October 4 2022 9:12 AM E-paper Subscribe Sign in My Account Sign out

Selling dreams

7 selling dreams
(Photo: Handout from Men Media)
Consider these two frightening facts: Less than 1 percent of players who are registered, in any age bracket, at football clubs go on to make their debut at the professional level. And 75 percent of those who do sign as professionals are no longer in the game by the time they are 21. But, of those entering academies at the age of nine, less than 0.5 percent will ever make a living from the game.اضافة اعلان

What about the 99.5 percent? Well, let us start with Jeremy Wiston. Jeremy was part of Manchester City’s Elite Squad at under-13 level in 2016. A very promising player at Manchester City’s academy, he was released by the club in May 2019 after suffering an injury. He was found hanged in his bedroom on the October 24 of last year.

Several boys mentioned during an interviews with media that they felt they were taken on simply to act as “training partners” for the one or two boys in their cohort who were identified as having the potential to progress.

Tom Hamilton, now 31, was at the Bristol City Academy between the ages of 12–19. He was released after suffering an injury and his departure from the club signaled a downward spiral into crime. Tom spent eight months in a youth offenders’ institute after police caught him with cocaine.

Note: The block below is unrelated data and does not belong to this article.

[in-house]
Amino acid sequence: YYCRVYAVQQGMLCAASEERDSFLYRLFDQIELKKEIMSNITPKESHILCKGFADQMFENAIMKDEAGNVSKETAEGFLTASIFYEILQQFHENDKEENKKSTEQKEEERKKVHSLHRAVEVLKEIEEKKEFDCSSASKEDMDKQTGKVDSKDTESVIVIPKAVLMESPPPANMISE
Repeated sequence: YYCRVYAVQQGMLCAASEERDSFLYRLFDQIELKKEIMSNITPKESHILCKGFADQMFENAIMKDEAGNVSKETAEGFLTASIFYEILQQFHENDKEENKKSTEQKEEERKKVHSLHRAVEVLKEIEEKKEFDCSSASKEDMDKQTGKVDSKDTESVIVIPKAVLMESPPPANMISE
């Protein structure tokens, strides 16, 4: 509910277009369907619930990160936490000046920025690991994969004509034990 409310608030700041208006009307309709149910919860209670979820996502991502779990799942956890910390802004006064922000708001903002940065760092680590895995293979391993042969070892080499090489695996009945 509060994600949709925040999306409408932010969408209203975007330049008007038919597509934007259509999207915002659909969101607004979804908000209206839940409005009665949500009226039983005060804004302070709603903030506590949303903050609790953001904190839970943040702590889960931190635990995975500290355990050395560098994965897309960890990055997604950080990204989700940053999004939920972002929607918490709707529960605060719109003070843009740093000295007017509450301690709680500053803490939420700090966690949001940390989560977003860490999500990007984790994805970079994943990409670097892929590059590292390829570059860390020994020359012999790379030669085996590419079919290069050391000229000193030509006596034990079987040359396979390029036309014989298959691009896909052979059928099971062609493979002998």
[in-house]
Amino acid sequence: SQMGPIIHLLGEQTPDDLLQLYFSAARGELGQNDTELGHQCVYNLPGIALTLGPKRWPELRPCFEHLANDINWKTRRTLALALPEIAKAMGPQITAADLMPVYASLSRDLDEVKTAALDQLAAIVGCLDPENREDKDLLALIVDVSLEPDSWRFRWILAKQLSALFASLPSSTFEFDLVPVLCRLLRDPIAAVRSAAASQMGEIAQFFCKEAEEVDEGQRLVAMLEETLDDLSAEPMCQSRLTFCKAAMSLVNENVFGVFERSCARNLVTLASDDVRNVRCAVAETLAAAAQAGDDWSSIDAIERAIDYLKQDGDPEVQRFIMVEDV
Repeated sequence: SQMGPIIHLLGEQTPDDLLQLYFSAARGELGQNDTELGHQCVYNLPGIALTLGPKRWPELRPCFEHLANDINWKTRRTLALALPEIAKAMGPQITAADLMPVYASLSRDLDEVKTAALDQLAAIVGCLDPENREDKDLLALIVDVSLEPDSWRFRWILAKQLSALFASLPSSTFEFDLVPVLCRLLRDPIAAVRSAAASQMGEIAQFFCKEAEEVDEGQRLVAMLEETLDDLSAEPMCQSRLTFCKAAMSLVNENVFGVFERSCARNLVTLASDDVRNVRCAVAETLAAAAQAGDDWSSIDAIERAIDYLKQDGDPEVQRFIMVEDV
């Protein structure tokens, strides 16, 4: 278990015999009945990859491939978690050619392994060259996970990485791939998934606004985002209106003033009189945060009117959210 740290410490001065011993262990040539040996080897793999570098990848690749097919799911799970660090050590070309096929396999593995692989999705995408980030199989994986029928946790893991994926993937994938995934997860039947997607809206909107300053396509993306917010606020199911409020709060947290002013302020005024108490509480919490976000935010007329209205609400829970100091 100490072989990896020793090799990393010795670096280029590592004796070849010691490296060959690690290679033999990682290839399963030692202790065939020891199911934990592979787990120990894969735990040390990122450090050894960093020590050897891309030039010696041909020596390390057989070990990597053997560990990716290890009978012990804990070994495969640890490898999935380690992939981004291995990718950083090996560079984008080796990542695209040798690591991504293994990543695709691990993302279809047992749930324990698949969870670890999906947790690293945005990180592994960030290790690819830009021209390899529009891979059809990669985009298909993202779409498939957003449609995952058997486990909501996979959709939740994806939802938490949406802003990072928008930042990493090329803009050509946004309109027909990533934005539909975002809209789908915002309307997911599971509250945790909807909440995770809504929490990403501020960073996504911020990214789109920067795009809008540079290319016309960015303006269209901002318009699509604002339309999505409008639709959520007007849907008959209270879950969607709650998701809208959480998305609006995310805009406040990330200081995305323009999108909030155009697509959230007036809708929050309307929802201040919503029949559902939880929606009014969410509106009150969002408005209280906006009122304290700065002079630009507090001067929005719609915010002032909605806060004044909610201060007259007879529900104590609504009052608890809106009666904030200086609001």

Max Noble has sparked much of the current conversation around football academies with allegations about his time at Fulham’s academy. In an interview with Sky News, Noble said he suffered with depression after leaving the club.

“They are young boys looked after by men, by coaches who don’t care for them, and that’s the biggest issue — there’s no care in football.”

He added: “At 16, I’m getting injections in my knees — painkillers given to me daily. I’ve got stories of friends with four or five strappings on just to train. You’re playing through pain, you’re playing through ‘niggles’ but they’re not niggles and later down the line you’re going to have a serious problem and that’s what happened to me.”

Ali Al-Hamadi is 18 years old and plays for Swansea City Under-23s. It’s rare to hear a youngster in the system deliver a critical analysis but Ali’s moral fiber runs deep, particularly when it comes to Jeremy Wisten, the 18-year-old released from Manchester City academy, who was found hanged in his bedroom last October.

“Ultimately, we are products; unfortunately, and it is a business, so if you’re not needed they’re just going to pass you on or sell you,” he said.

The most damning statistic of all is only 180 of the 1.5 million players who are playing organized youth football in England at any one time will make it as a Premier League pro. That’s a success rate of 0.012 percent. To put that into prospective, chances of dying in air/space accidents, or dying from falling off a ladder are more likely to happen for players playing organized youth football in England than becoming a Premier League pro.

Food for thought: Ronaldo de Lima, a Brazilian player idolized by legends of the game, would have never have made it to the top leagues if he was not offered an amateur contract by Sao Cristavao, a struggling club in the suburbs of Rio de Janeiro.

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